Breast cancer (BC) has been one of the major health issues worldwide, including in Indonesia. The incidence, relapse, and mortality rate of BC is considered high and tend to increase from year to year.1 Cancer stem cells (CSCs) are associated with the relapse of the cancer. A cross-talk between CSCs that induces platelet activation and platelet-secreted growth factors that stimulate cancer cell growth has been described.2,3 Actively promoting cell growth, platelet rich plasma (PRP) has been widely used in clinical therapy for improving stem cell function in treatment for osteoarthritis1 and for autologous breast fat graft.4–6

CSCs are a subpopulation of cancer cells that own glycoprotein surface markers, which differ to those in ordinary cancer cells. Breast CSCs (BCSCs) could be identified based on the high expression of CD44 marker and the negative expression of CD24 (CD24-/CD44+). CSCs have self-renewal abilit and pluripotency, which cause tumor initiation and are responsible to therapy resistance and cancer relapse.2 It has been reported that CSC growth and differentiation are influenced by the cell microenvironment.7,8 Cell microenvironment in the breast tissue consists of stromal cells (e.g., mesenchymal stem cells, endothelial cells, fibroblast, myofibroblast, immune cells and platelets) and extracellular matrix, which contains cytokines and growth factors (GFs) including platelet-derived growth factor (PDGF).7 PDGF was mitogenic and contributes to cell proliferation.9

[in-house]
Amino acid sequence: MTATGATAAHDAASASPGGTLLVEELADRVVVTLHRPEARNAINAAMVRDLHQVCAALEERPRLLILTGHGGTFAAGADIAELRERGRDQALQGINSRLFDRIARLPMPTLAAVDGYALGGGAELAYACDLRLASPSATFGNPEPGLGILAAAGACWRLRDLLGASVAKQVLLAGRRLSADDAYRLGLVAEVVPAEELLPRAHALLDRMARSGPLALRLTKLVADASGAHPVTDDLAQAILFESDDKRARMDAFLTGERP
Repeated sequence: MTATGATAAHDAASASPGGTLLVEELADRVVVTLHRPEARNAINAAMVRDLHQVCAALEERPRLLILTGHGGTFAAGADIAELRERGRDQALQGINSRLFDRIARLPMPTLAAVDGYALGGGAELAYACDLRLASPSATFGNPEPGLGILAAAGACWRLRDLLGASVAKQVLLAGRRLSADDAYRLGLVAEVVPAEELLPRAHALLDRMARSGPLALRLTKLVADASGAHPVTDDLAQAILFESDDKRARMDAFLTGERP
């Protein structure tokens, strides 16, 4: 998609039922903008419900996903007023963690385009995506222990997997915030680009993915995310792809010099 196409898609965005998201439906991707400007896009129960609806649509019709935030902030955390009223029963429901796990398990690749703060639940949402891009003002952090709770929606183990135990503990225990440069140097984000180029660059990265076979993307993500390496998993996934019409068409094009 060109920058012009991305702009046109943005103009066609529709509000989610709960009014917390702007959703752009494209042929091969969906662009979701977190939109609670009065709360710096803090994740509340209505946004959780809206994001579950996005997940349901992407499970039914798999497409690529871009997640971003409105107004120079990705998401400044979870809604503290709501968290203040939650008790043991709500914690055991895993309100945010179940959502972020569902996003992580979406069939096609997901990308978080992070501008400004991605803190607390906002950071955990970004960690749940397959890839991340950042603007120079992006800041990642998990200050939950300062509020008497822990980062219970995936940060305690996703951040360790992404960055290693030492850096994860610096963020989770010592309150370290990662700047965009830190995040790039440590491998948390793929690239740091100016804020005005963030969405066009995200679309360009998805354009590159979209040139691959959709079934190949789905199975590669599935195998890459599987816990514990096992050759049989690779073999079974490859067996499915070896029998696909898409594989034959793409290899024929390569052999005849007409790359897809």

Nowadays most of cancer therapy has been focusing on the inhibition of proliferation pathway as well as apoptosis induction of cancer cells. On the contrary, very rare treatment targets the microenvironment in cancer.10 PRP has been used in in vitro study to substitute fetal bovine serum (FBS) to grow and to support the differentiation of stem cells, due to having various growth factors including PDGF-AB.11 The PDGF-AB, a heterodimeric PDGF isoform assembled from both A and B subunits, is the second most abundant growth factor in PRP, after transforming growth factor β1 (TGF β1) whose effects are widely known.12 PDGF-AB is related to invasive and metastatic properties of breast cancer and has a mitogenic effect on cells and has been reported to be over activated in cancer patients, due to mutation.13 However, so far PRP as a modifier of microenvironment, especially PDGF-AB has not been tested in BCSCs.

Platelets counts as well as platelet lysates and their GF levels from BC patients were found to be different compared to those from healthy donors.14 Therefore, the aim of this study was to analyze the role of platelet lysates as tumor microenvironment from breast cancer patients compared to healthy donors, as well as its PDGFAB content on (CD24-/CD44+) BCSC proliferation, population doubling time (PDT), and viability.